First, let me congratulate the Roman Catholic Church on its new Pope Francis. From what I have read he is an excellent choice for this time in the Church’s history. I have been praying that God would lead the Cardinals to choose someone who will faithfully hew to Scripture in his theology and focus the Church on Jesus’ Great Commission. That seems to be what has happened here.
As interesting, it seems to me that Benedict’s resignation and Francis’ humility suggests the Church may be moving away from doctrines such as papal infallibility. Time will tell.
Dr. Ben Carson got a lot of attention after his homily at the National Prayer Breakfast the other day.
Some people were outraged that he would say things contrary to President Obama’s agenda while the President was sitting there. That seems silly to me. Since when should a president be exempt from hearing contrary points of view? Dr. Carson’s remarks were mostly taken from his new book, “America the Beautiful: Rediscovering What Made This Nation Great.” Between that and the fact that Carson has spoken at the Prayer Breakfast before, I’m sure the organizers knew exactly what they were getting.
But Carson’s remarks were hardly attacking the President, nor were they insulting to him. That’s not what Carson does. Instead, he is a very gentle soul with a profound belief in God and a deep confidence that God is active in the affairs of men. This confidence is born out of his life’s experience, which is chronicled in his biography, “Gifted Hands” and a movie by the same name in which Cuba Gooding Jr. plays Dr. Carson.
I cannot recommend the movie highly enough. It is the story of a boy who grew up in the slums of Detroit and Boston, a lousy student, and strong candidate for a life of crime and prison. But God worked through his illiterate mother to turn his life to one of service. He became a renowned pediatric neurosurgeon at Johns Hopkins hospital in Baltimore. God is at work in every stage of his journey – and he knows it.
His book is similar. His testimony is not partisan, but it is deeply principled, identifying how God was at work in the American experience, mostly because the Founders asked for His assistance. He writes –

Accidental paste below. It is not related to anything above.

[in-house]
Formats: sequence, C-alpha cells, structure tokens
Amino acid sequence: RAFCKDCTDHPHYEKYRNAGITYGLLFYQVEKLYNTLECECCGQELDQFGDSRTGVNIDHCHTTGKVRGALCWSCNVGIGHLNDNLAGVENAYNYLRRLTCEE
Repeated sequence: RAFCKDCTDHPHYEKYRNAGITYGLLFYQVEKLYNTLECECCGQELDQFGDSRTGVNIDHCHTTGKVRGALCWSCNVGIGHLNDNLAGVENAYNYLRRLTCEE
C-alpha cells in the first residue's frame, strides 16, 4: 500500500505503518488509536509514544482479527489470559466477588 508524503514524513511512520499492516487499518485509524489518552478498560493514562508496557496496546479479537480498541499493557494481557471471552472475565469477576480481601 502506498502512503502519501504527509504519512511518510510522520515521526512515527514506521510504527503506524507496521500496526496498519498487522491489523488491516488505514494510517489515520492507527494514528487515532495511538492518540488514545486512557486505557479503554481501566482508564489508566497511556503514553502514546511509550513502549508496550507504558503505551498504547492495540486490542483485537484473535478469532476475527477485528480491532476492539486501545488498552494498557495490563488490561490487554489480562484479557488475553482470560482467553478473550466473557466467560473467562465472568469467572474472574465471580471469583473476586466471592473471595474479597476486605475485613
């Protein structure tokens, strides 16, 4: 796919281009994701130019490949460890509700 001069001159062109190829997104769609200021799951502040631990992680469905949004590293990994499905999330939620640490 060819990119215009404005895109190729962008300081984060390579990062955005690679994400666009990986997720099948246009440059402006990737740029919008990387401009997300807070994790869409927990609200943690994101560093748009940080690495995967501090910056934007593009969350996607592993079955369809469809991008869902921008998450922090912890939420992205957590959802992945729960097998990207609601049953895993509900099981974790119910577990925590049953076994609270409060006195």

“We have been favored by God because we have acknowledged him, but as the forces of political correctness attempt to push God out of our lives, we must have the courage to resist them. That does not mean that we should retaliate or manifest the same intolerance they have shown. It does mean. However, that we should stand up and be counted.”
Most of the book is a pretty elementary civics lesson, but it also includes quite a few examples and quotes I was not familiar with, especially about the contributions to science and technology of African Americans over the years. He is also very fond of Ben Franklin and disputes the idea that Franklin was irreligious. He includes a very fine quote from Franklin when the Constitutional Convention was on the verge of floundering. Part of it reads –
“We had been assured, sir, in the sacred writings, that ‘except the Lord build the house they labor in vain that build it.’ I firmly believe this and I also believe that without His concurring aid we shall succeed in this political building no better than the builders of Babel: we shall be divided by our partial local interests, our projects will be confounded, and we ourselves have become a reproach and byword down to future ages. And what is worse, mankind may hereafter from this unfortunate instance, despair of establishing governments by human wisdom and leave it to chance, war, and conquest.
“I therefore beg leave to move – that henceforth prayers imploring the assistance of Heaven, and its blessings upon our deliberations, be held in this assembly every morning before we proceed to business, and that one or more of the clergy of this city be requested to officiate in that service.”
Overall the book is a very fine reminder of what has made America succeed and how that success might be as ruined as every other successful society in world history has done – too much dependency and not enough initiative, too much arrogance and not enough humility, too much favoritism and not enough impartiality, too much blaming others and not enough taking responsibility.
Many people have been so impressed by Carson that they want him to run for president. This is a terrible idea. The one thing Carson is decidedly not is a politician. Elsewhere on the NCPA Blog I will be discussing the one section of the book where he makes policy recommendations (health reform). They are not well thought through.
We do not need another politician. What we could use, however, is a moral leader of the stature of Billy Graham or Martin Luther King, Jr. I think Dr. Carson might fill that need, reminding us of eternal truths that are written in Scripture and reflected, however imperfectly, in our Declaration and our Constitution.